Posted by Aryeh Shell on October 6, 2017
CAI works to build the creative capacity of social change makers to innovatively address the challenges of our time. At the core of our ability to construct the world we want to live in is our capacity to collaborate with others. Charismatic individuals may provide inspiration, but this model of leadership is not sustainable and can promote burn-out, individualism, and a top-down type of power that keeps many of us passive, waiting for a savior to come fix our problems for us.
CAI aims to cultivate a model of decentralized leadership, in which everyone has something unique and important to contribute to the whole. We need to learn how to work together, which requires skill and the practice of some basic principles of collaboration: inclusive participation, trust, accountability, communication, shared goals and appreciation.
CAI offers a 3-day course in Creative Collaboration to cultivate these skills, principles and capacities. In August, we provided the third module of the Creative Leadership for Social Change Certificate Program with 31 staff from 16 New England Biolabs Foundation grantee organizations working in forest protection, mining, land use, sustainable agriculture, water management, wildlife preservation, biodiversity, gender equity and youth empowerment in Ghana.
“The strength of the team is each individual member. The strength of each member is the team.”
– Phil Jackson
Throughout the training, participants worked in small groups in order to practice collaboration with ongoing reflections to integrate what they were learning through the process. They began by identifying and creatively representing the unique combination of their individual strengths, or the “special sauce” of each team.
They discovered the importance of drawing out and utilizing the unique skills, passions, talents and strengths of each person they work with for more innovative and enduring collaborations.
Within their teams, participants engaged in an intensive Appreciative Inquiry (AI) process to analyze, dream and strategize together about how to strengthen the environmental movement in Ghana to prevent operating in silos or competing for resources.
By going through the AI 4D cycle (Discover, Dream, Design, Deliver), each team started by brainstorming the existing strengths of the environmental movement in Ghana. They identified a number of elements, such as existing national policies on resource management; resource tracking and sharing between communities; implementation of a grassroots Community Based Organization approach; gender mainstreaming; dialogue and exchange platforms; a welcoming and tolerant Ghanaian culture; and a point that arose again and again as essential to remember and reclaim - indigenous knowledge and cultural practices of preservation.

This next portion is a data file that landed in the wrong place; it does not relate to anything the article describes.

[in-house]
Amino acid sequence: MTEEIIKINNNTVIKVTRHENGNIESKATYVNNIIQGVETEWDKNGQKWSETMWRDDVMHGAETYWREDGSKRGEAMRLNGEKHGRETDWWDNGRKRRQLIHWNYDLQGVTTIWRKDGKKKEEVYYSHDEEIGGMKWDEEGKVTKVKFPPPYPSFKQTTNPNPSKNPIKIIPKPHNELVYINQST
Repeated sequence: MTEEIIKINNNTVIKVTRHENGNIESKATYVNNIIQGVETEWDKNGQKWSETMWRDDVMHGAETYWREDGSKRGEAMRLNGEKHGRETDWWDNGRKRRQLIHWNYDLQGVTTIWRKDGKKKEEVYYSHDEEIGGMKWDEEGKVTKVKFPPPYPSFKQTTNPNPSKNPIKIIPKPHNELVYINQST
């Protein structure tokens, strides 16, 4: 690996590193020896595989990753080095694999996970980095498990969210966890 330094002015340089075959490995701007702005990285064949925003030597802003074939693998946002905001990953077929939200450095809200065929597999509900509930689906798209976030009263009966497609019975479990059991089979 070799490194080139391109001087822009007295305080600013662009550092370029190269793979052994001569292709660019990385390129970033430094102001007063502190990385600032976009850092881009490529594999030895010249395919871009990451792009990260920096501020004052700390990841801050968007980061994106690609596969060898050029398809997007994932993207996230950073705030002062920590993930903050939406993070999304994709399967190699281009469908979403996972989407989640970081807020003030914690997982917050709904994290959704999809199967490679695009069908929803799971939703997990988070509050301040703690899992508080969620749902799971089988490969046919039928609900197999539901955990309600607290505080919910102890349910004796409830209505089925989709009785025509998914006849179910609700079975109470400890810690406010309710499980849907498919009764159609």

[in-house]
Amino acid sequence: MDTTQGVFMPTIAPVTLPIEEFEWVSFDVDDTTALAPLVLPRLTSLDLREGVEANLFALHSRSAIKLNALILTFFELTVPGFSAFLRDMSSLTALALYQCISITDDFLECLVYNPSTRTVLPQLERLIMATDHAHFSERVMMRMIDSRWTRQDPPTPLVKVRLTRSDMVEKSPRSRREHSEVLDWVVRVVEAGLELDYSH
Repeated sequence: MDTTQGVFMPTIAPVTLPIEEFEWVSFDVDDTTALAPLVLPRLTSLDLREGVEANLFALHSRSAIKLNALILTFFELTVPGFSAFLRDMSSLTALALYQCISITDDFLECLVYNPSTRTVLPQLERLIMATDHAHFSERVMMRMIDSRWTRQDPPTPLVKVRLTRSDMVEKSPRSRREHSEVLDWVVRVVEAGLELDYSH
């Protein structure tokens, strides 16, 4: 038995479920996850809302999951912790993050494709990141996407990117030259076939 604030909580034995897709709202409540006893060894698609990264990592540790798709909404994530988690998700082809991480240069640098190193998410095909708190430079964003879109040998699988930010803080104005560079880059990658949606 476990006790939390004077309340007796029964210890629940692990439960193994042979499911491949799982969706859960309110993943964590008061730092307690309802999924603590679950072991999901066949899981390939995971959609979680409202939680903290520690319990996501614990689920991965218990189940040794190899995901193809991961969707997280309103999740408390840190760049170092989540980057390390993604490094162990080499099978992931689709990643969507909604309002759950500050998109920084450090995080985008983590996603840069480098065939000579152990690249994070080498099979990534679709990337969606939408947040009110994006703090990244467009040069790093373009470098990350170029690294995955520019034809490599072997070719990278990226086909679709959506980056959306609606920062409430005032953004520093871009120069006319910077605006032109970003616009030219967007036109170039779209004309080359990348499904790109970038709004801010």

They then dreamed into their ideal future for Ghana and represented their shared visions using theater skits and visuals. In one theater skit, Mother Ghana had a dream in which there was much stronger participation of women; ecology-based economies; the restoration of degraded land; strengthening networks between the government and organizations, ecotourism; and again – reclaiming indigenous knowledge and practices.
Appreciation is Key
Another critical aspect for improving collaboration and creating more motivated teams is developing the skill of appreciation. Who doesn’t like to have their strengths and contributions recognized and appreciated? When we operate in a culture of individualism and competition, expressing appreciation is uncommon. When we prioritize healthy relationships as core to our organizing, appreciation goes a long way to building stronger, motivated and innovative teams. Participants actively practiced giving and receiving specific appreciations – both of themselves and their colleagues. They learned to identify and celebrate their own strengths in a self-appreciation circle as well as those of their colleagues through an “I got your back” appreciation activity, in which each person turns around and listens to their teammates discuss all of their positive attributes and contributions. The bright smiles and often tears on each person’s face was evidence of how important it is for us to know we are seen and valued.
Each participant also chose a name from a hat and anonymously delivered personally made gifts and creative expressions of appreciation for their colleague. This cultivated an inspiring and enlivening atmosphere of kindness, generosity and recognition throughout the training. The participants engaged in this activity with great enthusiasm and expressed their commitment to express appreciation for not only their co-workers, but for their families and friends, on a regular basis.
We were excited to hear the ways our partners have been applying CAI’s creative tools and participatory approaches to deepen collaboration in the field with multiple stakeholders. For example, Conservation Alliance has been struggling with conflict between multiple stakeholders over the boundary between the western side of Ghana and eastern side of Cote d’Ivoire around issues of mining, migration, unauthorized use of pesticides and encroachment. There has been blame and division, negatively impacting 42 communities. As Project Coordinator, a trainee who participated previously in Creative Leadership and Facilitation training, applied a modified version of The Problem Tree/Solution Tree with local government, policy implementers, farmers and village chiefs to identify ways they were contributing to the conflict. The tool opened the space for honest reflection, ownership and dialogue and led to agreements about how to move forward with a more collaborative approach.
As Charles Darwin once said, "It is the long history of humankind (and animal kind, too) that those who learned to collaborate and improvise most effectively have prevailed."